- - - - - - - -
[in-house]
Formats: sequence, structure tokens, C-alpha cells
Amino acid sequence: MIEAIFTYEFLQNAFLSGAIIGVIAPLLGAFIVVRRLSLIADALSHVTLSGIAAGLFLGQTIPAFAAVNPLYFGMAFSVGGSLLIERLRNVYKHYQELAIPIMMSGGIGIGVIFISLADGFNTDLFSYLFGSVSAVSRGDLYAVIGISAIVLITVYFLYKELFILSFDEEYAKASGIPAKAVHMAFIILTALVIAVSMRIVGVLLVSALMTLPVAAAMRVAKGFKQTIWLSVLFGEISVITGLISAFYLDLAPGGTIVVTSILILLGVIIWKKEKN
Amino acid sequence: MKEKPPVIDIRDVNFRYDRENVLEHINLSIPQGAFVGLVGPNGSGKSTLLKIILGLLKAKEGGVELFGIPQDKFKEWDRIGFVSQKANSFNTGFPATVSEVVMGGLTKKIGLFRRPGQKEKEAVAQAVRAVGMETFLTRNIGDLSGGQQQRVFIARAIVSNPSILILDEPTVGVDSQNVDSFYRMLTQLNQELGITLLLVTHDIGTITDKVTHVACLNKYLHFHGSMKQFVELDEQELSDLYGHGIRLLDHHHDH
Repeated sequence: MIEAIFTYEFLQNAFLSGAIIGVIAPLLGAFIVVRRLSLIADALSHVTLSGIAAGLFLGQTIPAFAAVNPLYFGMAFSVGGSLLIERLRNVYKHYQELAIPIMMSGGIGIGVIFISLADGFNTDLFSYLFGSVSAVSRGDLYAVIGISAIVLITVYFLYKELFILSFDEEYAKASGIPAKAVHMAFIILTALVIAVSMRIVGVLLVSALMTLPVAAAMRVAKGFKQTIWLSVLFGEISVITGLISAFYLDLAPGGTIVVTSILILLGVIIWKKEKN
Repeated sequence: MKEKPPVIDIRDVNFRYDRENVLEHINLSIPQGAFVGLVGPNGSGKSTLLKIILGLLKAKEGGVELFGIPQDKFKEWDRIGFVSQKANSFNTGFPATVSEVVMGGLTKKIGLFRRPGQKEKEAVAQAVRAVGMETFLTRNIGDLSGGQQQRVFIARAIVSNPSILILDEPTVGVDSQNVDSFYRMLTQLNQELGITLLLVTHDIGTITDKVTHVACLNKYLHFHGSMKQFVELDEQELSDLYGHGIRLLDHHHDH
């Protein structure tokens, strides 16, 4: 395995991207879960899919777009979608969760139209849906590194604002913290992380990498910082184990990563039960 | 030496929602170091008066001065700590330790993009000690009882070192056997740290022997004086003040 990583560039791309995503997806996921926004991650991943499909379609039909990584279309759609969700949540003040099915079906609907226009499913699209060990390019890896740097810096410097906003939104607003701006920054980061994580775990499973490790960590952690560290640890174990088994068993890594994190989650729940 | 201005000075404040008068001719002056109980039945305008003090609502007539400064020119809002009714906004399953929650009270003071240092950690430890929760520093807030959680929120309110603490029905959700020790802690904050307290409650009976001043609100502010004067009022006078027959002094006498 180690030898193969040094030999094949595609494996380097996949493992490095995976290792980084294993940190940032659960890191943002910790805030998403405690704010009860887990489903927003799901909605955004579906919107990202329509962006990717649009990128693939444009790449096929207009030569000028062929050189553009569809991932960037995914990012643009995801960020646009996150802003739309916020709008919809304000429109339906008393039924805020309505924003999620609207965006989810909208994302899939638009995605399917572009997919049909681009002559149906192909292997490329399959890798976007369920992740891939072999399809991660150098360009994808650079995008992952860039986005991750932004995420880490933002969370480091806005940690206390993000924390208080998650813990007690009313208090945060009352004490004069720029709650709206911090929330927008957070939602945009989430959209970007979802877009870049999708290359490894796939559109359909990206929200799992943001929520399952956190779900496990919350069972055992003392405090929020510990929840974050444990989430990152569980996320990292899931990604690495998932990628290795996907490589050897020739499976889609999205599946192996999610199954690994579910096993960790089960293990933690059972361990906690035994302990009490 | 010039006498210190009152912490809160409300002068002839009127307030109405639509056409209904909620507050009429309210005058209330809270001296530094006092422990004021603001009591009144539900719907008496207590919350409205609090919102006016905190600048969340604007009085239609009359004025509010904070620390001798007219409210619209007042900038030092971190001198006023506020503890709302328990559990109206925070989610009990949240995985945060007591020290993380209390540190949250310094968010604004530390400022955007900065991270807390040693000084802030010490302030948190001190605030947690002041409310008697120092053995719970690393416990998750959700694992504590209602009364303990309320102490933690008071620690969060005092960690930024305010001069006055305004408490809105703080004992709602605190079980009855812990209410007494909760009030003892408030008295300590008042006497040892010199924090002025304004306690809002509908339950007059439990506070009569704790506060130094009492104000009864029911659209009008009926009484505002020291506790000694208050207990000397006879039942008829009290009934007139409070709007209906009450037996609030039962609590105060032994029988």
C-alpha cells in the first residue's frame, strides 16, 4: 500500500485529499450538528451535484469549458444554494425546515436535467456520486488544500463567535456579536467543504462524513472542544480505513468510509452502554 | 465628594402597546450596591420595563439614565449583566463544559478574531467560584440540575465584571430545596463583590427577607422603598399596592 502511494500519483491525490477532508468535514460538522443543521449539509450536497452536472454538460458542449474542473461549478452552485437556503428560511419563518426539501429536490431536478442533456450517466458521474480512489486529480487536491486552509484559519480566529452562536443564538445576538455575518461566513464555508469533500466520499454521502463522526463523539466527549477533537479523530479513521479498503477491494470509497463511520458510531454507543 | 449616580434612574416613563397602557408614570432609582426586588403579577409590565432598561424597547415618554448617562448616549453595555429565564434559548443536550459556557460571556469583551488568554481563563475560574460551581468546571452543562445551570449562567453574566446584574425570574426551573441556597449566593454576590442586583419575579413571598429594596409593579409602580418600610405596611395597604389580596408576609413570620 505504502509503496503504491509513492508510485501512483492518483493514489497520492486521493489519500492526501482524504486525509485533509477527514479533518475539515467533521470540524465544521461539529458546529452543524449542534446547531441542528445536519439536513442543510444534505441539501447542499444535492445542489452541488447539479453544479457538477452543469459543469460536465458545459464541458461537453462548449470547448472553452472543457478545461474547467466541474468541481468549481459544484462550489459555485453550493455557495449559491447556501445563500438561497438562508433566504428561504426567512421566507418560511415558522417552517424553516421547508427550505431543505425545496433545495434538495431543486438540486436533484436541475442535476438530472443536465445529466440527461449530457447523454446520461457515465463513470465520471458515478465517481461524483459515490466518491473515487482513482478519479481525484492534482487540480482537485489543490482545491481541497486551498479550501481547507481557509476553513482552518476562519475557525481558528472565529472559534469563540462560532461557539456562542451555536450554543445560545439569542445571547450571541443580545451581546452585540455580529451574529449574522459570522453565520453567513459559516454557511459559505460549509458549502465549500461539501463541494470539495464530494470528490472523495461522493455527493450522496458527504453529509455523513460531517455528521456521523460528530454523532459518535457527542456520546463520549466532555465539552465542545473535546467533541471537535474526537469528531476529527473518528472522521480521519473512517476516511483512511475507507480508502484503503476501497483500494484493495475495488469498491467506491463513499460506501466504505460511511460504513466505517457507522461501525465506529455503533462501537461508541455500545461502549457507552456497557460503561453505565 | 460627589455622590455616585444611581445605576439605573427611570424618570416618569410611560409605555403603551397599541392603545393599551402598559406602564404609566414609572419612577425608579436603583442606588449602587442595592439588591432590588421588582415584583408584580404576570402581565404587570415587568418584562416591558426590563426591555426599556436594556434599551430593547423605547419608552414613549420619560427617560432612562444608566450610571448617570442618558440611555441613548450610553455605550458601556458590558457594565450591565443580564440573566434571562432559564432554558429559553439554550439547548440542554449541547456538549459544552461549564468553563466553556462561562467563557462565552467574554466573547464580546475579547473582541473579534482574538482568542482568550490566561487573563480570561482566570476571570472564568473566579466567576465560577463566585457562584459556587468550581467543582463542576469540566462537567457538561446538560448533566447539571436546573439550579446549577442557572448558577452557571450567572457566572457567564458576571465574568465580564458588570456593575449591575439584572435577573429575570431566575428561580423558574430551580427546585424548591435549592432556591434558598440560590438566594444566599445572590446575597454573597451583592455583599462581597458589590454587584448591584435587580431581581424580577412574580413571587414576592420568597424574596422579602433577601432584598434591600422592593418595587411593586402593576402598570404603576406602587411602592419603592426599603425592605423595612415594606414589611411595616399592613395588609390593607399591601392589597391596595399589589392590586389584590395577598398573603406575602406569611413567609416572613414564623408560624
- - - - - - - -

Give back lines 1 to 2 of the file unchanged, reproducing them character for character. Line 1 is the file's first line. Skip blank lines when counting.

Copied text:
[in-house]
Formats: sequence, structure tokens, C-alpha cells